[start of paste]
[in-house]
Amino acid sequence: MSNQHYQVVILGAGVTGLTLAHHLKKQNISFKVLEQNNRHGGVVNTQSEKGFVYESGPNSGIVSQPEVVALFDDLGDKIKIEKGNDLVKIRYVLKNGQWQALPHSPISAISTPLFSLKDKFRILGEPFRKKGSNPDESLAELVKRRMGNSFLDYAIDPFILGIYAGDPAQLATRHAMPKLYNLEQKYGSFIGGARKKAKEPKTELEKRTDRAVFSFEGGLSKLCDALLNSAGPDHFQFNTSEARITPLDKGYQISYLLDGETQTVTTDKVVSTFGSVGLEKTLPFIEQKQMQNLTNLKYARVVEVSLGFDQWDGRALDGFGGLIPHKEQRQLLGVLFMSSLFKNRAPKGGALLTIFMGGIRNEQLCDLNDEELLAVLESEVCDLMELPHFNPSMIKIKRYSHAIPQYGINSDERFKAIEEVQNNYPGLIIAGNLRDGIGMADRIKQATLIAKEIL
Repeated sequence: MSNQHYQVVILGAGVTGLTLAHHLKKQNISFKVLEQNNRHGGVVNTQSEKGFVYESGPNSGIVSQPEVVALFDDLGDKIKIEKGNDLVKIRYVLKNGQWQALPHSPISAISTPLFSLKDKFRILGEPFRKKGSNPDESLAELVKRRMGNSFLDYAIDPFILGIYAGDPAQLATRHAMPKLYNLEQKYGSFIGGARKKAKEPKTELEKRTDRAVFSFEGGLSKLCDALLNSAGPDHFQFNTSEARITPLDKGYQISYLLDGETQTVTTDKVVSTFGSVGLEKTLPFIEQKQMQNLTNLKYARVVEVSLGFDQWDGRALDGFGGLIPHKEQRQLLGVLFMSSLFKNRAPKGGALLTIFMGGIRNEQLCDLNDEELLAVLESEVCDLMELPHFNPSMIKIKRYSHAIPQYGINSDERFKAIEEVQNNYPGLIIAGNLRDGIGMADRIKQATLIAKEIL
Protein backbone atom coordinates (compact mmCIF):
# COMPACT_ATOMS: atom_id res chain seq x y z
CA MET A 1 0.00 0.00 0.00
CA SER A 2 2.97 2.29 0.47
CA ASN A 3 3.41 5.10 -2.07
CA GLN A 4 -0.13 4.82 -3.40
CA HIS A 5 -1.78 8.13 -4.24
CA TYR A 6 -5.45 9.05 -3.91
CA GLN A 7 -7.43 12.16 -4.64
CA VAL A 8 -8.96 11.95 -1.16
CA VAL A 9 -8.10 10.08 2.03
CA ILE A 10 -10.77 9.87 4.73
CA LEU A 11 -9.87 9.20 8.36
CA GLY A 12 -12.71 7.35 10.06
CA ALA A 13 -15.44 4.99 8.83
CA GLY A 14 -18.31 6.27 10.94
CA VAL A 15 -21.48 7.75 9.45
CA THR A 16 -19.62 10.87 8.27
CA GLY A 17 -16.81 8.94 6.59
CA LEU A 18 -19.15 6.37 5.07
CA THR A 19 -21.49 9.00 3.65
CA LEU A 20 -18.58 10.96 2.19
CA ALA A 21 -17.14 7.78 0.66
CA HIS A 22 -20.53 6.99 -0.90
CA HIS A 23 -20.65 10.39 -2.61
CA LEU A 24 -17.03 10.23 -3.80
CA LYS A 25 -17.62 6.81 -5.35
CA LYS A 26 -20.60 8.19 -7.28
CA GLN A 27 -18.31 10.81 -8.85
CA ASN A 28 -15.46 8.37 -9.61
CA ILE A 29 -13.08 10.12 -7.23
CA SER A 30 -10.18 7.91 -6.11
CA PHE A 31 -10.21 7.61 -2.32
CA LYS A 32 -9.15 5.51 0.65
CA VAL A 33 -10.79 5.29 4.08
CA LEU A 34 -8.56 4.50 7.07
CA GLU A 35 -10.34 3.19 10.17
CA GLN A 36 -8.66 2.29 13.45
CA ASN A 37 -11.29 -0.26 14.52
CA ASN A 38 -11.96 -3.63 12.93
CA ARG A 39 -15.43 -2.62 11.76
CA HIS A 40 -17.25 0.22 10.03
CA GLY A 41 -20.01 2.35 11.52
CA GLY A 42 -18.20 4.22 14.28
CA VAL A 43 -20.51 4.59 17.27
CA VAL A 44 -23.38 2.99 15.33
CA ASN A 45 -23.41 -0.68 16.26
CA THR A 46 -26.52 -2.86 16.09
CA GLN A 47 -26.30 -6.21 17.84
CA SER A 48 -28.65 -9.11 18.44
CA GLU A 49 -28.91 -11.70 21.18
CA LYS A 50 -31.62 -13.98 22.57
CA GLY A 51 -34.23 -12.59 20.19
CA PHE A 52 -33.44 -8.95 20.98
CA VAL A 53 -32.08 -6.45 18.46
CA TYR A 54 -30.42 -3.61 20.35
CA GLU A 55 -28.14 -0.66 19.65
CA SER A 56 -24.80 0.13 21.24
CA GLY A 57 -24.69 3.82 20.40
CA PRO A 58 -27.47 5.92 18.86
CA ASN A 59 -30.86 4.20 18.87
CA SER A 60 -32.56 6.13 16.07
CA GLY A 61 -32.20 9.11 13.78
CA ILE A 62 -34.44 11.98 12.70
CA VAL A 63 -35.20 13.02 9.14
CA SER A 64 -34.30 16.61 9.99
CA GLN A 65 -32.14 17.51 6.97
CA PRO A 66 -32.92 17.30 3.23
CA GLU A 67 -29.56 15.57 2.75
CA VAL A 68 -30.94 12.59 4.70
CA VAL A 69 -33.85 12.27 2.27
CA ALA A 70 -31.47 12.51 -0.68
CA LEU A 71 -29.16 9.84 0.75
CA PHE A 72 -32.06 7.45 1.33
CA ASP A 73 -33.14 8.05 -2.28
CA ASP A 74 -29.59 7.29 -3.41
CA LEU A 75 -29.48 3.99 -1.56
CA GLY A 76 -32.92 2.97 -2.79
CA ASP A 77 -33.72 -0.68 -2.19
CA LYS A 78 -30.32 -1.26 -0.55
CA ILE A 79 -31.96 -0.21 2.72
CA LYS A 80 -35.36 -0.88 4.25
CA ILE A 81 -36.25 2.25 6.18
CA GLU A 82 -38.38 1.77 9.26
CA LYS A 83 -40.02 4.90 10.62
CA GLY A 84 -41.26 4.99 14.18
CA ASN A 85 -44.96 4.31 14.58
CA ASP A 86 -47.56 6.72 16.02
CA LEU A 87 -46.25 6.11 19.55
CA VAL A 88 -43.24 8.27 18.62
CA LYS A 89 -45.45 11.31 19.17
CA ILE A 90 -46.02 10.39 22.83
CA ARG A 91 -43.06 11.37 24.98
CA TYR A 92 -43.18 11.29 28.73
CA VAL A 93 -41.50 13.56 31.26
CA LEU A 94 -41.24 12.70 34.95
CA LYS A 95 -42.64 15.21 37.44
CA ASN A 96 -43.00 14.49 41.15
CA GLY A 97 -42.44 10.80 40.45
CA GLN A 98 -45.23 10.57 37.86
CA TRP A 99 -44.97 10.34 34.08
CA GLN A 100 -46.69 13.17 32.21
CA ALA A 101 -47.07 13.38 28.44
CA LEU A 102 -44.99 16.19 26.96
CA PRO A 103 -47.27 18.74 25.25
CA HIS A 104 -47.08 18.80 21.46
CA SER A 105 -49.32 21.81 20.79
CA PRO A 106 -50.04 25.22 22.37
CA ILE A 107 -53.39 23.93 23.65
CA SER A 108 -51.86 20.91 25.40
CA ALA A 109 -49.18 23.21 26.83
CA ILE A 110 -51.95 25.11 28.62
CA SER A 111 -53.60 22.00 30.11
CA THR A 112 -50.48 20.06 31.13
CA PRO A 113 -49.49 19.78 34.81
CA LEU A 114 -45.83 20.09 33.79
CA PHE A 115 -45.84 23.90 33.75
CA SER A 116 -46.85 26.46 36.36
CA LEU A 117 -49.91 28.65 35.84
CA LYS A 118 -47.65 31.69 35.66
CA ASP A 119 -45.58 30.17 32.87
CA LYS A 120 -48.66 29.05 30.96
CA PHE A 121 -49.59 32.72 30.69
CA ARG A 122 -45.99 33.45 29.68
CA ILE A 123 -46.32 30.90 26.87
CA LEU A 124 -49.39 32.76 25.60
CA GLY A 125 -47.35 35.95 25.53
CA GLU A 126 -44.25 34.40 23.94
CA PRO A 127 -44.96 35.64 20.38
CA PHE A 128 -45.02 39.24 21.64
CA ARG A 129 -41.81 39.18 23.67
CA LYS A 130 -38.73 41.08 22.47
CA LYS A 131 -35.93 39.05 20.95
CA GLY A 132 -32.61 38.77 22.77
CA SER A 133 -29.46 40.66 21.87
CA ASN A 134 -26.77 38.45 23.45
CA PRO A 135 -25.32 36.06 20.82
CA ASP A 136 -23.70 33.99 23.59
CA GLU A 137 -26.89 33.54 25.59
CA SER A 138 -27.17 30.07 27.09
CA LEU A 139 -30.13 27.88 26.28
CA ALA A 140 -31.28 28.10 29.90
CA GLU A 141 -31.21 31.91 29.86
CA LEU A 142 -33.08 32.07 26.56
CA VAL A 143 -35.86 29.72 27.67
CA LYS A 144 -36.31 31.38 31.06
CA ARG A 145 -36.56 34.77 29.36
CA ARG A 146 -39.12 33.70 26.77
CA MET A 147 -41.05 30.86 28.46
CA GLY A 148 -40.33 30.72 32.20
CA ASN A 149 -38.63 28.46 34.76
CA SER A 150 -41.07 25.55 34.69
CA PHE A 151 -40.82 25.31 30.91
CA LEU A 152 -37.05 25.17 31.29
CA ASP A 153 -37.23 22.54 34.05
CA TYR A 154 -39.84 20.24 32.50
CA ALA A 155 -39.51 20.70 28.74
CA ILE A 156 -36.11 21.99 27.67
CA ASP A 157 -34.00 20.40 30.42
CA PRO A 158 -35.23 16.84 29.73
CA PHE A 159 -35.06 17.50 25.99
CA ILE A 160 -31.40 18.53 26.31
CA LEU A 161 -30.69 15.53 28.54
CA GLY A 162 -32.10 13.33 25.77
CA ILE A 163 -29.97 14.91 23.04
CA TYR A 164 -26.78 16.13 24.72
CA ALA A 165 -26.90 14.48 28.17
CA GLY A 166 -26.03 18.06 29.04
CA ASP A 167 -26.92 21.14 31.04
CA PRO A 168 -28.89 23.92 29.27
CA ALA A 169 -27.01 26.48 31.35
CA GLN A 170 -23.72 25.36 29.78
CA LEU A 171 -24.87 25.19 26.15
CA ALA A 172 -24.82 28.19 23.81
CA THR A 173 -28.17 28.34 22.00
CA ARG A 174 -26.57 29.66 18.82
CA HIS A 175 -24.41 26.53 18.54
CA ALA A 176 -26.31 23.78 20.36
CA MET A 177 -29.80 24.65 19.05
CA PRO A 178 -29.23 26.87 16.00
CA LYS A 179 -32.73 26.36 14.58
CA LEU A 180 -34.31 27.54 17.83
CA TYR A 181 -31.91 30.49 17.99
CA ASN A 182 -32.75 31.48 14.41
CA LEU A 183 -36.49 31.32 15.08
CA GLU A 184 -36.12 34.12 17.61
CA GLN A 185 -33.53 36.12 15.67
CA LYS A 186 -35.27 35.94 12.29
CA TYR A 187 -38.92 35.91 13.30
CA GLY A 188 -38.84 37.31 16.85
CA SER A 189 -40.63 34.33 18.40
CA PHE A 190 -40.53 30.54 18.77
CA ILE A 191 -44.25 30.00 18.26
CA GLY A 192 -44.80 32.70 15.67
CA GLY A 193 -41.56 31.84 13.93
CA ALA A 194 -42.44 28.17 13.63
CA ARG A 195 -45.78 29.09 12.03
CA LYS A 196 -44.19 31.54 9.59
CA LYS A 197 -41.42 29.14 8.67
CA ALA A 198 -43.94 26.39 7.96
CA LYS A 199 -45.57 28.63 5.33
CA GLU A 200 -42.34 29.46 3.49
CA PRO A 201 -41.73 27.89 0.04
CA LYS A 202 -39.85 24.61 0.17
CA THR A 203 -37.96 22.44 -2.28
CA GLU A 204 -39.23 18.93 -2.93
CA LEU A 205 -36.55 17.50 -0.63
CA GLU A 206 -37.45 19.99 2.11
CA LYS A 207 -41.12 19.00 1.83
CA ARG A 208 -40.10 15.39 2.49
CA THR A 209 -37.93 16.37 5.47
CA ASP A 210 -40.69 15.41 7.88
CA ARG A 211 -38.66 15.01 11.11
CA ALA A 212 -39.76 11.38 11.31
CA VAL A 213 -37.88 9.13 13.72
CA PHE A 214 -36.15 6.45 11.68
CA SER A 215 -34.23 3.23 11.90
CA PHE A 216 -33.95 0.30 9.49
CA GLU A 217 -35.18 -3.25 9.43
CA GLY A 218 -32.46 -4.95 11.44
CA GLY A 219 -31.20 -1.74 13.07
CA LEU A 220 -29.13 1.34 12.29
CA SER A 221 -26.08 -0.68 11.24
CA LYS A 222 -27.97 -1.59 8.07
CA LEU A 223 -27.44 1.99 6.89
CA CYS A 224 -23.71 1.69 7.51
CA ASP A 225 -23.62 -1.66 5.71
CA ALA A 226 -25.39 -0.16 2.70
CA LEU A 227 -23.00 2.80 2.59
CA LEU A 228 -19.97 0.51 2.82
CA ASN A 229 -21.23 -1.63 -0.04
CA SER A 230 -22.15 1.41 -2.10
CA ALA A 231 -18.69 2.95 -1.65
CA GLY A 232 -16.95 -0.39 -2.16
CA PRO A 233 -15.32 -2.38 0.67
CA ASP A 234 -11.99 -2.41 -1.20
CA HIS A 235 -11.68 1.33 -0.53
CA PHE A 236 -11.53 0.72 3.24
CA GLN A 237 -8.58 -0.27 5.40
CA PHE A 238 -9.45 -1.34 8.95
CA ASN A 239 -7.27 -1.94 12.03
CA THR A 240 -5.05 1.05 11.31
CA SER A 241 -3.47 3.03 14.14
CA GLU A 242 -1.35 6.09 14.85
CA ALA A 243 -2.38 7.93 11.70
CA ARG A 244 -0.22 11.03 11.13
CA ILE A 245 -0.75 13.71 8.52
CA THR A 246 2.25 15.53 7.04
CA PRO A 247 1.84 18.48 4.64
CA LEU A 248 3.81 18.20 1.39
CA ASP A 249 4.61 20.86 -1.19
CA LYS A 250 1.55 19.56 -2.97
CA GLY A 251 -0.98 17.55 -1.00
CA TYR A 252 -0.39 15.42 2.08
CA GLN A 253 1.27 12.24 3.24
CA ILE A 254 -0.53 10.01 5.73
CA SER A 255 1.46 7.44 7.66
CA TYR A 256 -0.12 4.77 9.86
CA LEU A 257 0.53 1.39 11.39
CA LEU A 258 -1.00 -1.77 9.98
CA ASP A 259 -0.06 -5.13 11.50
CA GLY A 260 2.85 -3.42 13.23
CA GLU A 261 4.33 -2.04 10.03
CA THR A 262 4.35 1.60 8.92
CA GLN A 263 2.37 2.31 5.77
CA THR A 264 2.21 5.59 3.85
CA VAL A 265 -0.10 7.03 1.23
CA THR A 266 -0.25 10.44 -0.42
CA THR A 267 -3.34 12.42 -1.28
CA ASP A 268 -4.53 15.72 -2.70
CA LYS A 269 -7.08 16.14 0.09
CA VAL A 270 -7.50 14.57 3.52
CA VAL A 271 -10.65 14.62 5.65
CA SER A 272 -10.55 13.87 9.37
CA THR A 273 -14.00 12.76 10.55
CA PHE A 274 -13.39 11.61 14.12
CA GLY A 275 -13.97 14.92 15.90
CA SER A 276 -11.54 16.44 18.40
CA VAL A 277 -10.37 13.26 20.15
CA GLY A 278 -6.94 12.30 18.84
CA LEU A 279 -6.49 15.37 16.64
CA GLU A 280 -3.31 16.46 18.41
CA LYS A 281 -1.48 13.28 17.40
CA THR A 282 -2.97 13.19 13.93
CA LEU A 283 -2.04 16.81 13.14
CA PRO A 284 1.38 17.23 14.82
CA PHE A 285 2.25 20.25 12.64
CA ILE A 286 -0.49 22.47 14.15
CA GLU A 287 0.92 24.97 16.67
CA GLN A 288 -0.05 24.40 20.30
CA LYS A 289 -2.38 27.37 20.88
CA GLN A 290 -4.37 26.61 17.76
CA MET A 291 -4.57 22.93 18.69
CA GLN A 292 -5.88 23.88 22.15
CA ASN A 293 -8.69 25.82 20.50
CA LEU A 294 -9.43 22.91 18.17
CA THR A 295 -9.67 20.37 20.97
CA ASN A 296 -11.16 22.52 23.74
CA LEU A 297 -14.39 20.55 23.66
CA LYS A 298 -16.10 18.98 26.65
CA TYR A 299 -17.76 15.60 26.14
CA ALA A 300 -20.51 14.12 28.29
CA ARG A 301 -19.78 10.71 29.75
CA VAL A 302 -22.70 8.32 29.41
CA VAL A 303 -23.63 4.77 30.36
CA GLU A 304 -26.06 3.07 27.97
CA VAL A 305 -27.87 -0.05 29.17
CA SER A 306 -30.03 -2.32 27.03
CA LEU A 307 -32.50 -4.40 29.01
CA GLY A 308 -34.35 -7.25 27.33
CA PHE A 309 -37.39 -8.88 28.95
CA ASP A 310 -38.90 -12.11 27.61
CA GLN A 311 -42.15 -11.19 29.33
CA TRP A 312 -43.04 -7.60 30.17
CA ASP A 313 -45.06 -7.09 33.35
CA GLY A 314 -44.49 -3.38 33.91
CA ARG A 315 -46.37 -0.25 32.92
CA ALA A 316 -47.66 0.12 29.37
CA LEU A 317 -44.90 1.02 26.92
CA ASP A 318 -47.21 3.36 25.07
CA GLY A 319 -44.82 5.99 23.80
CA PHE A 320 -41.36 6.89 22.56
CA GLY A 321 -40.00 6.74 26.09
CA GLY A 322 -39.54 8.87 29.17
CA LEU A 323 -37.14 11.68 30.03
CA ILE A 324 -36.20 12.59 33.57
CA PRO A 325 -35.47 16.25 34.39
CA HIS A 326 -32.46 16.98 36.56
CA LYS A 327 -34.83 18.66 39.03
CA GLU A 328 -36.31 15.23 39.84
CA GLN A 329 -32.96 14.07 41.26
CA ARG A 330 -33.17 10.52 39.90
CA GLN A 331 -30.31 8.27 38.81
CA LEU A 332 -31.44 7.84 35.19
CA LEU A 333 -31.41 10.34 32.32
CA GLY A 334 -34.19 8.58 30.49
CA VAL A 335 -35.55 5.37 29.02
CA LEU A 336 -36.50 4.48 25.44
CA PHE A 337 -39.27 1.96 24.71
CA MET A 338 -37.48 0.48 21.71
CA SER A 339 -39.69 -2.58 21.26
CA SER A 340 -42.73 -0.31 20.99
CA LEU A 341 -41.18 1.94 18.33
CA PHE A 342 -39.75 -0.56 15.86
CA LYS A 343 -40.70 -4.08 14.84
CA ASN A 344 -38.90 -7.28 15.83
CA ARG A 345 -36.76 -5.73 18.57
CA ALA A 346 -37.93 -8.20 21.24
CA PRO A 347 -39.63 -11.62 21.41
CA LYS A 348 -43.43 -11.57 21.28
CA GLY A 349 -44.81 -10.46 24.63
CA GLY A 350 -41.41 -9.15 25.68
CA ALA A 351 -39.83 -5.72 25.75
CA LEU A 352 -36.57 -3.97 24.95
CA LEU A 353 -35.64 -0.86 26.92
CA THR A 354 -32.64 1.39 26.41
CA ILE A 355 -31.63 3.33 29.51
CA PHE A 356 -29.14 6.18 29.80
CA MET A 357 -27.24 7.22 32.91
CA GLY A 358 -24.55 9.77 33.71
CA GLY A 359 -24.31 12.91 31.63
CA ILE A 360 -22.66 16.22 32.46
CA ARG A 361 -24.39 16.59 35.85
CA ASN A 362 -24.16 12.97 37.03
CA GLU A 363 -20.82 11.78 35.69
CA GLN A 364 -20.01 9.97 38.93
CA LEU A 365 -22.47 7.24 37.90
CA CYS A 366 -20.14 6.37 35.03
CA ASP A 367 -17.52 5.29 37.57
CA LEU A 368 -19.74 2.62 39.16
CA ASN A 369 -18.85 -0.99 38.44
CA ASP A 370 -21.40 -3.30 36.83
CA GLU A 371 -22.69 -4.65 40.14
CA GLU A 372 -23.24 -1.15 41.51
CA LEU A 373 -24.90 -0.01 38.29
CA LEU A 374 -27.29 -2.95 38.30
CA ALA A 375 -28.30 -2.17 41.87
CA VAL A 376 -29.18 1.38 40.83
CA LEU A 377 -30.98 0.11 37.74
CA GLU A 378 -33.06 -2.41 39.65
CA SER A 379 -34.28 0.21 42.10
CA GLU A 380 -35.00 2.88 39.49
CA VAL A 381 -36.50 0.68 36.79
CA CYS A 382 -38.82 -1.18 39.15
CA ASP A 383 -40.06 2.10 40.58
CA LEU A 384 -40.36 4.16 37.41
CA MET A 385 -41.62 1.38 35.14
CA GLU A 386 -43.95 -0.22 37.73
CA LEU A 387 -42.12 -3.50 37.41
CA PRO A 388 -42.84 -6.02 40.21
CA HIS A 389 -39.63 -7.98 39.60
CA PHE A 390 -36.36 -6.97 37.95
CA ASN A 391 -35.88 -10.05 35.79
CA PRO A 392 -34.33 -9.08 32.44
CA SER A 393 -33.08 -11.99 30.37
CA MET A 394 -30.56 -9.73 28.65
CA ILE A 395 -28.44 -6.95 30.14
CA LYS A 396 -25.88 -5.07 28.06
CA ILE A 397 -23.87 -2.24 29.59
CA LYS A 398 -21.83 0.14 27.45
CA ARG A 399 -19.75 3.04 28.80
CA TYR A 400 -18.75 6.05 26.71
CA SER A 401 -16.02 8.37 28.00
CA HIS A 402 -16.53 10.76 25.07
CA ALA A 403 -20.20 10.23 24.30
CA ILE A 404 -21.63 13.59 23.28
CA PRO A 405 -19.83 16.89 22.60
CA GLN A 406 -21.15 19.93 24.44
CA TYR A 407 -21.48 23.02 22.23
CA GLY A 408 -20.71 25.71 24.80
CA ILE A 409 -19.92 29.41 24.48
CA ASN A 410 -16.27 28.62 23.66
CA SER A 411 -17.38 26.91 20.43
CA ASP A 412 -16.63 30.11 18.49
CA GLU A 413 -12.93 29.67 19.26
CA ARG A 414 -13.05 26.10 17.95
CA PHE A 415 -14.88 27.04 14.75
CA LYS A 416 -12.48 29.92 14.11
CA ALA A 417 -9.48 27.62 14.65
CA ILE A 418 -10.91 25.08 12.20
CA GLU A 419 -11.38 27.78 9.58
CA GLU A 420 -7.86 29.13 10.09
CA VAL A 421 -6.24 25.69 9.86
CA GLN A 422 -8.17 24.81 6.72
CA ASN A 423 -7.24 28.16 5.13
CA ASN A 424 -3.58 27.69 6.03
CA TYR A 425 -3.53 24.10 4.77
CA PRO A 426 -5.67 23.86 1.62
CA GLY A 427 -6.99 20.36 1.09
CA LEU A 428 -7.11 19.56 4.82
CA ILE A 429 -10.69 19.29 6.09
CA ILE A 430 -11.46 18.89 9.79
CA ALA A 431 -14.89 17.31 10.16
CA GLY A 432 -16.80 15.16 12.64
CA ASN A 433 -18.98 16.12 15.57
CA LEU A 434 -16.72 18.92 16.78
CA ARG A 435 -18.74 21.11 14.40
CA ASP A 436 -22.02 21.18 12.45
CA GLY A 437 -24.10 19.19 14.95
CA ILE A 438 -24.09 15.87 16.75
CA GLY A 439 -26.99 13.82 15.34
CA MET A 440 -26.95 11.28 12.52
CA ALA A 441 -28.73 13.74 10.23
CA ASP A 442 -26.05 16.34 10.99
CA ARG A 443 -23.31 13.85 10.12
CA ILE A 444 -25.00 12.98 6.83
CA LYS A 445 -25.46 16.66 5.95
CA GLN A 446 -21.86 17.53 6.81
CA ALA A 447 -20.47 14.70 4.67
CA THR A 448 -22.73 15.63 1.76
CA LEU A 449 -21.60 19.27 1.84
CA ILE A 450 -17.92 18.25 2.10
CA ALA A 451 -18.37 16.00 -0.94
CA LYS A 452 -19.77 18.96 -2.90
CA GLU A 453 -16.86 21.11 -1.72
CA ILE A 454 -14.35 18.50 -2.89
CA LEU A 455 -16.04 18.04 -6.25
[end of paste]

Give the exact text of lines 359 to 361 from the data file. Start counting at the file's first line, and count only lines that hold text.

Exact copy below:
CA THR A 354 -32.64 1.39 26.41
CA ILE A 355 -31.63 3.33 29.51
CA PHE A 356 -29.14 6.18 29.80